Friday, October 30, 2015

Fighter Jet Times - October 30, 2015

October 30, 2015

News reports suggest that the latest classified documents leaked by former NSA contractor Edward Snowden confirm that Chinese hackers have successfully gained access to sensitive data surrounding the F-35 Joint Strike Fighter.

Russia and India are reportedly finalizing terms for the sale of Russia's new PAK-FA fighter.  According to the unconfirmed reports, India will take deliver of 154 of the new stealth jets.

News reports suggest that India and France have concluded terms for the sale of 36 Rafale fighters to India.  Under the reported terms of the sale, Dassault would agree to invest 50% of the contract value for the jet into related Indian industries.

After years of opposing further development of the airplane, the Indian Air Force (IAF) has closed a deal for the delivery of 100 Mk 1A versions of the Tejas (formerly Light Combat Aircraft) fighter.  According to various reports, the addition of the Israeli-developed EL/M-2052 AESA radar as part of the proposed avionics package for the Mk 1A variant was a key element in the decision to reverse IAF opposition and purchase the fighter.  AESA radar technology roughly doubles radar detection and tracking range as compared to traditional radar technology, and also allows for more targets to be simultaneously tracked.  Only 20 copies of the Mk 1 version of the Tejas - which had a conventional, mechanically scanned radar system, were purchased.  Another version of the EL/M-2052 radar is also expected to be part of an ongoing upgrade package for 61 Indian Jaguar fighters.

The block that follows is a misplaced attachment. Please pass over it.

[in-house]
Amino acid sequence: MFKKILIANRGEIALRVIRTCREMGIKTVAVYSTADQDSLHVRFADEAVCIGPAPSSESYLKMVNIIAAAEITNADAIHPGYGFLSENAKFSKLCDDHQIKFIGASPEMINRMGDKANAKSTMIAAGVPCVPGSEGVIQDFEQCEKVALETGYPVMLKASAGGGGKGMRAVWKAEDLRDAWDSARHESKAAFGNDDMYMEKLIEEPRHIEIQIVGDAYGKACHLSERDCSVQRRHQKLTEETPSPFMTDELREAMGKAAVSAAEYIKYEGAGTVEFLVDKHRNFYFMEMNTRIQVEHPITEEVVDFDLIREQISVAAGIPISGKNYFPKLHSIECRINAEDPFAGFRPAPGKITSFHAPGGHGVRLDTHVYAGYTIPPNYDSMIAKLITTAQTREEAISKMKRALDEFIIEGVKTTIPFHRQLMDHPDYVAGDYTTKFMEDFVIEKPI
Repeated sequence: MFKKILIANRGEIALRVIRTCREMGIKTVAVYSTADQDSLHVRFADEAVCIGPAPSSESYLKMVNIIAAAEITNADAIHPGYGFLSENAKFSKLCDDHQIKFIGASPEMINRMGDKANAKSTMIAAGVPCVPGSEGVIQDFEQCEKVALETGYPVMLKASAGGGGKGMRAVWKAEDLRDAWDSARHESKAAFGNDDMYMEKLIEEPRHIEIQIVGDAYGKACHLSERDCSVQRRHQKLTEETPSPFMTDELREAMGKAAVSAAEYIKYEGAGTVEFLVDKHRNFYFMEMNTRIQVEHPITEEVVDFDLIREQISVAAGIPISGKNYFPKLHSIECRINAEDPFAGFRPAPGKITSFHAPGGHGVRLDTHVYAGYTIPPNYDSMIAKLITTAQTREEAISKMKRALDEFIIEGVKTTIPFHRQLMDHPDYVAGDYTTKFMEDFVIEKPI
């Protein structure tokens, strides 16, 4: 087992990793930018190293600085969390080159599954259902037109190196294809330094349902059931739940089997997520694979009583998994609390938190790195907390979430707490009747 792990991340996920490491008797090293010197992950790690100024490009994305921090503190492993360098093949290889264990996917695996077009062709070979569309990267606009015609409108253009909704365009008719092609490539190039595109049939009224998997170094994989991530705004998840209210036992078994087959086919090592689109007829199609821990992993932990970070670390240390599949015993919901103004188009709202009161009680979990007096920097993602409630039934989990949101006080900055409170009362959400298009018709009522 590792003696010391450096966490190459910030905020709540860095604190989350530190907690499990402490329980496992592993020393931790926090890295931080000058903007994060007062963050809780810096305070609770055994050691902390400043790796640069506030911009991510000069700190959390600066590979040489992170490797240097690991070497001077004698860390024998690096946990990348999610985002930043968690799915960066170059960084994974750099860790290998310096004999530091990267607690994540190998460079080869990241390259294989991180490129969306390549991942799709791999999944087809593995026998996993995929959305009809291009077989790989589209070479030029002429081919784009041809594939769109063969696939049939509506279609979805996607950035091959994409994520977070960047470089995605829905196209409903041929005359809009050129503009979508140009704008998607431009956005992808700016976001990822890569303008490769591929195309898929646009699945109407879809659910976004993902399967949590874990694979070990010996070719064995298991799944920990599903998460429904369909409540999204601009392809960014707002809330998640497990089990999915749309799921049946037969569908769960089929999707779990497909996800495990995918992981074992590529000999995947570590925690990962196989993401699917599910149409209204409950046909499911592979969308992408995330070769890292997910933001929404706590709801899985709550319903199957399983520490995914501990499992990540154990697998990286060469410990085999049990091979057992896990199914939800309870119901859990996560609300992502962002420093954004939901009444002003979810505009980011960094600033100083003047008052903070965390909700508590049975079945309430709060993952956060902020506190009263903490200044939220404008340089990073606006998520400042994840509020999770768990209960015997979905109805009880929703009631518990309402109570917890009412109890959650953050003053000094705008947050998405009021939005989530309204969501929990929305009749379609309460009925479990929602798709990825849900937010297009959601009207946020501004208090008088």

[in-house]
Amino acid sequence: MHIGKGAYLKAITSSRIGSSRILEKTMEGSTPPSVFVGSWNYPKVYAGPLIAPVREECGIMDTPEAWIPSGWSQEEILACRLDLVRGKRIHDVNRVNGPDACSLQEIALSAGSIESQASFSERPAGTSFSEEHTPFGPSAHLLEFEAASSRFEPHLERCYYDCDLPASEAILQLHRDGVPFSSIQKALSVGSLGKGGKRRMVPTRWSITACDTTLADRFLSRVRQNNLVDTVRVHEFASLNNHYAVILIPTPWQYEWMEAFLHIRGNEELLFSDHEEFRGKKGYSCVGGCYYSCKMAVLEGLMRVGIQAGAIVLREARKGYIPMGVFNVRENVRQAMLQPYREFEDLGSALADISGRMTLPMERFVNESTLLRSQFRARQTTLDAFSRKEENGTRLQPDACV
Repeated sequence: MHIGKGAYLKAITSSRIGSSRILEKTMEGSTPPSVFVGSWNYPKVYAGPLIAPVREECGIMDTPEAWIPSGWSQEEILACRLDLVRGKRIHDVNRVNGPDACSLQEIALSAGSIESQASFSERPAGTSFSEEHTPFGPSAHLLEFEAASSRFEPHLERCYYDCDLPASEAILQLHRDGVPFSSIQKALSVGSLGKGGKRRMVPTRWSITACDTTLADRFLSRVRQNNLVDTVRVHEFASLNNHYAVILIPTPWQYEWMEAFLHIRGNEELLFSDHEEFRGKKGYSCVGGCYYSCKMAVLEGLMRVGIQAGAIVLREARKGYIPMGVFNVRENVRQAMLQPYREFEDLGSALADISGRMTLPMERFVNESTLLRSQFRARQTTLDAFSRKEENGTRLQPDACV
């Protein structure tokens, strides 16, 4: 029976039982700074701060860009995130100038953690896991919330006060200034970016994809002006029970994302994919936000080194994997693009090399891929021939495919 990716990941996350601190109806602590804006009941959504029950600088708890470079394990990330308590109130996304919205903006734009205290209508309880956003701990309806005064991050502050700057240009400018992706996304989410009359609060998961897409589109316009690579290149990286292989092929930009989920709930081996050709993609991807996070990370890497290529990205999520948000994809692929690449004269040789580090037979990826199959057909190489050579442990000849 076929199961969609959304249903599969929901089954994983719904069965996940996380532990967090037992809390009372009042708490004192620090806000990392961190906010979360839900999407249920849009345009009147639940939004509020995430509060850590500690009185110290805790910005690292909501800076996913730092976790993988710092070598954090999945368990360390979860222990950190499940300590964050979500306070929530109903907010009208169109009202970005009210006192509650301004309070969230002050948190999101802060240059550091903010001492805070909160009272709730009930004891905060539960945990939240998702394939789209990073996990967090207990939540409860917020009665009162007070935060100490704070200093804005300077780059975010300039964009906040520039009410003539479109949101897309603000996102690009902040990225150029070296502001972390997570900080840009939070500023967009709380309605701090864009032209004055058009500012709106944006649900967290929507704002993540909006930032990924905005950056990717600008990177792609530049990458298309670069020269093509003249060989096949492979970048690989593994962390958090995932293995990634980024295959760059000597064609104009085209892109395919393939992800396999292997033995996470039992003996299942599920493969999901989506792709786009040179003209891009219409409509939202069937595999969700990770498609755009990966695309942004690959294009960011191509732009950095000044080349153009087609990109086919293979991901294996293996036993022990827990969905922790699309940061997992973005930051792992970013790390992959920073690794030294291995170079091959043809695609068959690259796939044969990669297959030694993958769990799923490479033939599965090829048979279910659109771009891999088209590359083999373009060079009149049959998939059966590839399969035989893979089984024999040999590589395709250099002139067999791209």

F-35 program head Lt. Gen. Christopher Bogdan has cautioned that although the U.S. was offering some flexibility regarding the ability of Israeli contractors to upgrade the F-35 fighters procured by Israel, that there would still be some items that the U.S. would prevent Israel from upgrading on its own.  The comments came as Israeli and U.S. defense officials were scheduled to meet in Washington.

The Pentagon announced this past week that Northrop Grumman had won the contest to produce the LRS-B (long range strike bomber), beating out a combined team from Boeing and Lockheed Martin.  Despite the announcement, few details surrounding the new airplane have been released.  Not even the engine for the new airplane has been named.  The U.S. Air Force is proposing to build 100 of the new stealth bombers under an $80 billion program.  Analysts have already warned, however, that the government will find it increasingly difficult to simultaneously fund multiple large programs of this scale - including the LRS-B and F-35 - in succeeding years.

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